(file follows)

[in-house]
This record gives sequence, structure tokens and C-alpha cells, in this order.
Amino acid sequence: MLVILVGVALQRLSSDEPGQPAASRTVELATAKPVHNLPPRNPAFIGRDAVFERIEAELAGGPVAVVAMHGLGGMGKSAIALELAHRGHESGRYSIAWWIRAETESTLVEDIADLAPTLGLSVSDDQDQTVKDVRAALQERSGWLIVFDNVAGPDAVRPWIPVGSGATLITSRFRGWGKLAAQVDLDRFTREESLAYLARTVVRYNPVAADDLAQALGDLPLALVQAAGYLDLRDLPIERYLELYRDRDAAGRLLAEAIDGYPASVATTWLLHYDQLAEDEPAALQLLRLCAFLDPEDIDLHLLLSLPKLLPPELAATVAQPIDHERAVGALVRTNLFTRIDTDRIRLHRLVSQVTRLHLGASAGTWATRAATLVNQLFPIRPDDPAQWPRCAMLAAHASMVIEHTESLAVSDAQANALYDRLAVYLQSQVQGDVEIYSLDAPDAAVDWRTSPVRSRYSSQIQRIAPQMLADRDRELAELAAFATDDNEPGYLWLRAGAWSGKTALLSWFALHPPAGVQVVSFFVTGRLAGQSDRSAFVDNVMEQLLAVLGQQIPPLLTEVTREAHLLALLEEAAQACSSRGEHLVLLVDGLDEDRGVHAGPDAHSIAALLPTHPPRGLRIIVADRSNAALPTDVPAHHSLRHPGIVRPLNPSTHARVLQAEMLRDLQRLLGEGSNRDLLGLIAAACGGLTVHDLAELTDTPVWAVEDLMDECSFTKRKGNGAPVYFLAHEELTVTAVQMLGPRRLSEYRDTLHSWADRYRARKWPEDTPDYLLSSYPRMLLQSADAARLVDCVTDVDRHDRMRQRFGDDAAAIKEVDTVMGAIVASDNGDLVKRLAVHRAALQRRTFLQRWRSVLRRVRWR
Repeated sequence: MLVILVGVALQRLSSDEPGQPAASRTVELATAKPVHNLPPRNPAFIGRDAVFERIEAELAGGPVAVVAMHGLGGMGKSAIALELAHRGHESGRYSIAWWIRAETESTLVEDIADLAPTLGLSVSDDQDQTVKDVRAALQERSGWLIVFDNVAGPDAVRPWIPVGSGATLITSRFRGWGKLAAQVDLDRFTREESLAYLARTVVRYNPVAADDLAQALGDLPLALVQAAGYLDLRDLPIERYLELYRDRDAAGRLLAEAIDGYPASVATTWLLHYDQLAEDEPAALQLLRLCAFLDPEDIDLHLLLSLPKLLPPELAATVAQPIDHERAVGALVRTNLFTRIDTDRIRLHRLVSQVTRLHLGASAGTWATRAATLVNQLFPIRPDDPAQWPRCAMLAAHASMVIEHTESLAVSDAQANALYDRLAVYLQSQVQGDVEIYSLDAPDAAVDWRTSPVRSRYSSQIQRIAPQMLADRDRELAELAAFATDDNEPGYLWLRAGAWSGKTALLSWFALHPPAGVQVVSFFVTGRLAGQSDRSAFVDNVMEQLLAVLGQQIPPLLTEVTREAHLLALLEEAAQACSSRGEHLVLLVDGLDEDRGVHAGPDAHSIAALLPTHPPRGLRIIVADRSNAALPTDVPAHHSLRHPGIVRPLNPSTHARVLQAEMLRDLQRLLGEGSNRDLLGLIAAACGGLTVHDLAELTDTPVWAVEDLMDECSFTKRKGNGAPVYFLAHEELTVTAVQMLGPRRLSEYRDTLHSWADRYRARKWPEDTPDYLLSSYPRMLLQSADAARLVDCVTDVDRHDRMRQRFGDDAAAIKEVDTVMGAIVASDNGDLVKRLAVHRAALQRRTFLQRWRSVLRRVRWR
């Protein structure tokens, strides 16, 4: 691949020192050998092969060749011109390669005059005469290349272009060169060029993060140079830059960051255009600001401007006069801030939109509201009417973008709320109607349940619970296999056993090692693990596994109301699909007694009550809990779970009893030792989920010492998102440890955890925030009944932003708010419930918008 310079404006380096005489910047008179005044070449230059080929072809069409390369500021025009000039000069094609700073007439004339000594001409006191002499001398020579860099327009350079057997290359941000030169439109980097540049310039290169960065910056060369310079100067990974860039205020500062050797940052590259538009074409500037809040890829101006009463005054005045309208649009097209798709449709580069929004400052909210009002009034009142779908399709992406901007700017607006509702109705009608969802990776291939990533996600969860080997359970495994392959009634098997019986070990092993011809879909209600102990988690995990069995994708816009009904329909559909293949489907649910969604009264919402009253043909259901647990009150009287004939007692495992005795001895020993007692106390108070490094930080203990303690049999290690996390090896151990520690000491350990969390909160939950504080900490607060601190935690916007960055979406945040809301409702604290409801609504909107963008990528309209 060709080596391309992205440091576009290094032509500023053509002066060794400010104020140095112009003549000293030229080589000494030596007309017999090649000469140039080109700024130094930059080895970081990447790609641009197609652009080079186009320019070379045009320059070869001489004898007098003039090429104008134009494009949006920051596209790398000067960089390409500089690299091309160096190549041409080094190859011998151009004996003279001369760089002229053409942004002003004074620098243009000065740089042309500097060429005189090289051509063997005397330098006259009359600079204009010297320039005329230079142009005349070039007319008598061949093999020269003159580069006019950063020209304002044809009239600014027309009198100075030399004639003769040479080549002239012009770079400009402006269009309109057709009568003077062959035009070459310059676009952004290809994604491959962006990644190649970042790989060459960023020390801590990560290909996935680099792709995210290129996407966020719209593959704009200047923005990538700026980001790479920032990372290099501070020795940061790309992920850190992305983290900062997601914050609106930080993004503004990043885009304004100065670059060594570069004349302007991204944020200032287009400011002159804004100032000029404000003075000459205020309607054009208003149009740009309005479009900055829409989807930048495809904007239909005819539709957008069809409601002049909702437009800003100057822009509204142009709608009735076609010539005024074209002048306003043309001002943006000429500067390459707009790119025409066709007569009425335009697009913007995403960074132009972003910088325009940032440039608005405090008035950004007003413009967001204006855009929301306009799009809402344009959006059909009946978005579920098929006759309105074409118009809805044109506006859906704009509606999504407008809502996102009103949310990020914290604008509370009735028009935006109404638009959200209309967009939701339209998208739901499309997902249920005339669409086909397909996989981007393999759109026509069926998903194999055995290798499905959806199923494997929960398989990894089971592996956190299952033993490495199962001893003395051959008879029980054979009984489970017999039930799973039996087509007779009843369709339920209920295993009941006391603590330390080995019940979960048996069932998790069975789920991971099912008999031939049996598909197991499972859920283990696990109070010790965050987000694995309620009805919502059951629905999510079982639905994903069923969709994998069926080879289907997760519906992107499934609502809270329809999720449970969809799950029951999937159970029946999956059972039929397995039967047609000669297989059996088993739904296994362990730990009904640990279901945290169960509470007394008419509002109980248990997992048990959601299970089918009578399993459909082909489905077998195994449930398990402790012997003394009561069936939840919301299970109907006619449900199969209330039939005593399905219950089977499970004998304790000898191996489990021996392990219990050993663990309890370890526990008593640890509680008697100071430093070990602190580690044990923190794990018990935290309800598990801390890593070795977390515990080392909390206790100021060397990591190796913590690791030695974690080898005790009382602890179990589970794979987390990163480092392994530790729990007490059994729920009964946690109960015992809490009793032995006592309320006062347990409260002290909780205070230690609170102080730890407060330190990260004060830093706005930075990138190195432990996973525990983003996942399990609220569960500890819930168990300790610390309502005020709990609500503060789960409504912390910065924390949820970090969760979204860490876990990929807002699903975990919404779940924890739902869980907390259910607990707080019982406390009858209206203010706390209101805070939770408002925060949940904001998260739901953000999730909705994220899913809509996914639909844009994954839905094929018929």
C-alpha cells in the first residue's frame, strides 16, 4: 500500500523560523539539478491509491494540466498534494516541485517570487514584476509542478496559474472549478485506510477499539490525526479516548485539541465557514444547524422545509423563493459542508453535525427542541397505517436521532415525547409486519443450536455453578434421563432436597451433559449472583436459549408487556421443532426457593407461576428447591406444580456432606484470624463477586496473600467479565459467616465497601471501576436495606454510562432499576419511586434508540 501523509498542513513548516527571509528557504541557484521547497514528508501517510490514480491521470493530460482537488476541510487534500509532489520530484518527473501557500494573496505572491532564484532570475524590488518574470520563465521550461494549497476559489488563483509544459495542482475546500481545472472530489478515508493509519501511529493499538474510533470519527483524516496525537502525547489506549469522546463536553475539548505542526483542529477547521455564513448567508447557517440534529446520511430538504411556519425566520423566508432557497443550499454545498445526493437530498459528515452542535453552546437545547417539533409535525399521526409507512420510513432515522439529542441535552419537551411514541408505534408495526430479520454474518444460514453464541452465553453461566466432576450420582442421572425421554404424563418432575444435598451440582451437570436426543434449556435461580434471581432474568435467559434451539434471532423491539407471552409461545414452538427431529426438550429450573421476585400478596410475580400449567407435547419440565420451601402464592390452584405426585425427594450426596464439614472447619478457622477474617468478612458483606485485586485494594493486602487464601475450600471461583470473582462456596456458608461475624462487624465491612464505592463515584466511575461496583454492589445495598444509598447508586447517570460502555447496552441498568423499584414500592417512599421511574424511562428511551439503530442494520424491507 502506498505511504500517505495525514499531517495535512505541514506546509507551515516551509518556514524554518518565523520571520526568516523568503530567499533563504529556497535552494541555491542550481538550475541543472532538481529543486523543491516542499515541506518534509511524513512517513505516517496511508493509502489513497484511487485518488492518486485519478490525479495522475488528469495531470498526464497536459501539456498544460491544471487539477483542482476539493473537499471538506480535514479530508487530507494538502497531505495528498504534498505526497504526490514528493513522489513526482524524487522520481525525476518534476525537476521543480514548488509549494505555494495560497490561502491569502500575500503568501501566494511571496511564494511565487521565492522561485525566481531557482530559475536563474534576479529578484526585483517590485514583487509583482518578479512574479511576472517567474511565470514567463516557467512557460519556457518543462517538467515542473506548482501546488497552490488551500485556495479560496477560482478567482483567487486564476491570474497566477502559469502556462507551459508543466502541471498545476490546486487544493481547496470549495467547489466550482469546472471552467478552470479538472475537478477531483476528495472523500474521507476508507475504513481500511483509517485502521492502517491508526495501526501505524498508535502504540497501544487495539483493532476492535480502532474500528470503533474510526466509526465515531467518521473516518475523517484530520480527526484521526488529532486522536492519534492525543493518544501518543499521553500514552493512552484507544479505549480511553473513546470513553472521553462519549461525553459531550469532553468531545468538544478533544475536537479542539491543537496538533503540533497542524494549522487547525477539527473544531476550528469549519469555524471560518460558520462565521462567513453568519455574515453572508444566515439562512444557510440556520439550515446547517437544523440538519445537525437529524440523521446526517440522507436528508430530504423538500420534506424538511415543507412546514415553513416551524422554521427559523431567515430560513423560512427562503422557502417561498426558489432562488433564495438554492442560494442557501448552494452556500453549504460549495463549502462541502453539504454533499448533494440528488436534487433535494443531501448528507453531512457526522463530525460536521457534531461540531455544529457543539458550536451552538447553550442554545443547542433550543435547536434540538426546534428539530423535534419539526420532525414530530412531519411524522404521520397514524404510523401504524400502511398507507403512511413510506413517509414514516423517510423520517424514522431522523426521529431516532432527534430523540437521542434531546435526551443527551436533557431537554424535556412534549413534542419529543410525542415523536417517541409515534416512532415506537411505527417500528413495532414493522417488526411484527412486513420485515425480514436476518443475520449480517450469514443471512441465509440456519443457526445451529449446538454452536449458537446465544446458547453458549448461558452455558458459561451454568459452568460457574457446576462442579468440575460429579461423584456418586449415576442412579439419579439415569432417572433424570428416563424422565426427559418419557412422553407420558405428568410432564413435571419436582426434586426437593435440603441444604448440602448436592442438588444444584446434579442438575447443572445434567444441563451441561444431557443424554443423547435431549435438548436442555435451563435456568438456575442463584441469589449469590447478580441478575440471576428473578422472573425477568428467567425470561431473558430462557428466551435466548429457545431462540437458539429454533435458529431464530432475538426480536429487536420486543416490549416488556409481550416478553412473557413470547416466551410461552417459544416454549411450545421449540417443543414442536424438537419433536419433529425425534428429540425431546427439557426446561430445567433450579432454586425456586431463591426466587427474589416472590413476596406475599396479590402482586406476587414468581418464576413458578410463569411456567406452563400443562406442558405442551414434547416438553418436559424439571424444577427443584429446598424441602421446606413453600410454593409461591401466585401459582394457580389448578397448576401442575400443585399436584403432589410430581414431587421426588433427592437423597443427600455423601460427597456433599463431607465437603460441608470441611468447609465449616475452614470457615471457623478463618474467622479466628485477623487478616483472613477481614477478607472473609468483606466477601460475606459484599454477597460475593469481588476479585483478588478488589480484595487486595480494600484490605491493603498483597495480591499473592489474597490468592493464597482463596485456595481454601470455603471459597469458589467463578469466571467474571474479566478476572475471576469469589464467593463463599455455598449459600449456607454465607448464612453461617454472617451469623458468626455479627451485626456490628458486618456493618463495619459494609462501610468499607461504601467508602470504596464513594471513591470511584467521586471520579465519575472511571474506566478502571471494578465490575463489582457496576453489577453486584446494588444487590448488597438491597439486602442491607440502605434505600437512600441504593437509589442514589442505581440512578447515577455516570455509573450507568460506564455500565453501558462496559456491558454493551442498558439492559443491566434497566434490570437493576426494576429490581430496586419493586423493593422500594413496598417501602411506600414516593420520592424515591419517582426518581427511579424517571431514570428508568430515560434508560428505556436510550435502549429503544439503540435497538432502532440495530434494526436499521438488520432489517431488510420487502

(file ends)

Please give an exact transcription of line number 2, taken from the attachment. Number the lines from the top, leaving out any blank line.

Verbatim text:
This record gives sequence, structure tokens and C-alpha cells, in this order.